Our partner Anthony Gold Solicitors share some insight on mediation – a voluntary, confidential out of court process that helps you reach negotiated solutions to disputes about arrangements for children and/or finances.
How mediation can help preserve your relationship after separation
Family mediation is a voluntary, confidential out of court process that helps you reach negotiated solutions to disputes about arrangements for children and/or finances. The process brings both parties together with a mediator in a “safe space” where matters can be discussed freely and in a relaxed atmosphere. However, since the pandemic this is often conducted via zoom.
The process is effective because the mediator will ensure that you listen to what the other party is saying. You do not necessarily have to agree, but it certainly helps when you understand what the issues are. The mediator will usually fix an agenda and facilitate problem solving all the issues so that a fair and workable outcome is achieved.
Role of the mediator
While mediators can provide key information about what the law is, they cannot provide legal advice specific to your situation. Although not mandatory, it can be very important for parties to have the benefit of independent legal advice as they go through the mediation process to aid understanding.
Another advantage of mediation is that the parties can agree to bring in the expertise of a specialist to help resolve issues. This might be bringing in a pensions expert to work out what the best way to reschedule pension investments or an independent financial advisor who can help you fix budgets. Other experts can include divorce coaches and therapists where one or both parties are finding the emotional side of separation particularly challenging.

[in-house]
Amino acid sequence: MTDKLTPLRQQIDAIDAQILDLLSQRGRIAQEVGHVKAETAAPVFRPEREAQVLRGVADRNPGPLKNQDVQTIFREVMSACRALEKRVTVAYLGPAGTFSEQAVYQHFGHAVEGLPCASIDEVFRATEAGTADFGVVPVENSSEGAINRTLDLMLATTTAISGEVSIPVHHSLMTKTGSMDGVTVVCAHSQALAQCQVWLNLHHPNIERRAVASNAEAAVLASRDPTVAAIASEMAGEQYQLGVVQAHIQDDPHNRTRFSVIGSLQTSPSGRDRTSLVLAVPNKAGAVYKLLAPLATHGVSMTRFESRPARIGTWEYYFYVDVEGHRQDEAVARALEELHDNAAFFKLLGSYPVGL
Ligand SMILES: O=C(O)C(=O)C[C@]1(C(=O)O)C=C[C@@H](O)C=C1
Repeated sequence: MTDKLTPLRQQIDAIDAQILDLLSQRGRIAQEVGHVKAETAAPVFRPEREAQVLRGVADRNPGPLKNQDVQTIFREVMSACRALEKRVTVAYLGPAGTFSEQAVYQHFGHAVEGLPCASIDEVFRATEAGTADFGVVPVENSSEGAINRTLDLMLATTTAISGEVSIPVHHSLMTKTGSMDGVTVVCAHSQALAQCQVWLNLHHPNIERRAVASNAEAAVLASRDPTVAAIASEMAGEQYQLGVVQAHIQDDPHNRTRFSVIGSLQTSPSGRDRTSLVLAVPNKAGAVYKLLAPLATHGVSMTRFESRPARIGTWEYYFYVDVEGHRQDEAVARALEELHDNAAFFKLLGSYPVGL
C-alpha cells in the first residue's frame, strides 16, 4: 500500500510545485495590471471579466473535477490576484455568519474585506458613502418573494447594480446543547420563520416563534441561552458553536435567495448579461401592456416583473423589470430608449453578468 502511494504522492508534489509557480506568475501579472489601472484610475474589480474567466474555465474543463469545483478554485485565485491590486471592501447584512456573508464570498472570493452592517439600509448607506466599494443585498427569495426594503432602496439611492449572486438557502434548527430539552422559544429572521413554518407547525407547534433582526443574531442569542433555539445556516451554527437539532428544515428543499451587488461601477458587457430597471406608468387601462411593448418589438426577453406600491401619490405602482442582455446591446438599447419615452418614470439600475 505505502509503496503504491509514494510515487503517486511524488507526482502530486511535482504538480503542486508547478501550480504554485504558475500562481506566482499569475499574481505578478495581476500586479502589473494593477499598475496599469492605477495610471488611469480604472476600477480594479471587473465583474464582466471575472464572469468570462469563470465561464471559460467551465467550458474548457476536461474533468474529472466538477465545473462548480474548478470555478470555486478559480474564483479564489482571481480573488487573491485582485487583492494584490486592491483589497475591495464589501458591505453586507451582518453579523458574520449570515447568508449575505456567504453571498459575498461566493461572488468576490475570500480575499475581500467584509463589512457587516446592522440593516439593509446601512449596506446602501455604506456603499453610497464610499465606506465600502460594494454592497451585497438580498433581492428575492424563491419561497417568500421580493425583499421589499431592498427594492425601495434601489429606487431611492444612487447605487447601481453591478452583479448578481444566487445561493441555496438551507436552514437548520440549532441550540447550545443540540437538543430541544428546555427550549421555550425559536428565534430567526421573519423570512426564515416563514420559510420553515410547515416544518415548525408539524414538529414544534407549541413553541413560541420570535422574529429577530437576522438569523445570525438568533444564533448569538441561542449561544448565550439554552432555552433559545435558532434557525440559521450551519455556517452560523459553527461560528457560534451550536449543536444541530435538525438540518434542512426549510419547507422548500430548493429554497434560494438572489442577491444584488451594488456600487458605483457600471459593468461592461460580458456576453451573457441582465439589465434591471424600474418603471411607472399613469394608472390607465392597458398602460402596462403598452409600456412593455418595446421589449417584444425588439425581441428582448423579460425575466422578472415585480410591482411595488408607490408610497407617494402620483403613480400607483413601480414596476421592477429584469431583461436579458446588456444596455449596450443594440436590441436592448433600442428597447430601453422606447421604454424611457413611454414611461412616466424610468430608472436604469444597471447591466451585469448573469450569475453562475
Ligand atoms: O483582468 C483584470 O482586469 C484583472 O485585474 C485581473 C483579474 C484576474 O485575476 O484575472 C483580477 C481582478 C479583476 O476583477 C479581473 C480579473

Costs and time
The costs of mediation are significantly less than the costs of a contested court process, even if you use a solicitor to support you throughout. The length of the process varies depending on how complex the issues are. It is not uncommon for matters involving children and finances to be resolved in two to four sessions, which might be spread over a two to three-month period. This compares very favourably with a fully contested court process, which can often take 12-18 months.
Mediators are trained to deal with an imbalance in bargaining power or skills. However, cases with relevant safeguarding and domestic abuse issues may not be suitable for mediation. This can be evaluated by a mediator before the process starts at the initial meeting which is called a Mediation Information & Assessment Meeting, (“MIAM”). The primary aim of a MIAM is to provide essential information and to have a discussion separately and confidentially with each participant to ensure that the process is understood. The mediator will assess whether mediation is suitable for the particular circumstances and report back to the parties.
Research shows high success rates for mediation and that the vast majority of participants are happy with the outcomes and the process. It is also often reported that it helps preserve relationships after separation, which is particularly important to parents.
If you would like more information about mediation please contact Michelle Howarth at email@example.com.
Anthony Gold Solicitors are offering Clapham Mums a free 20 minute consultation.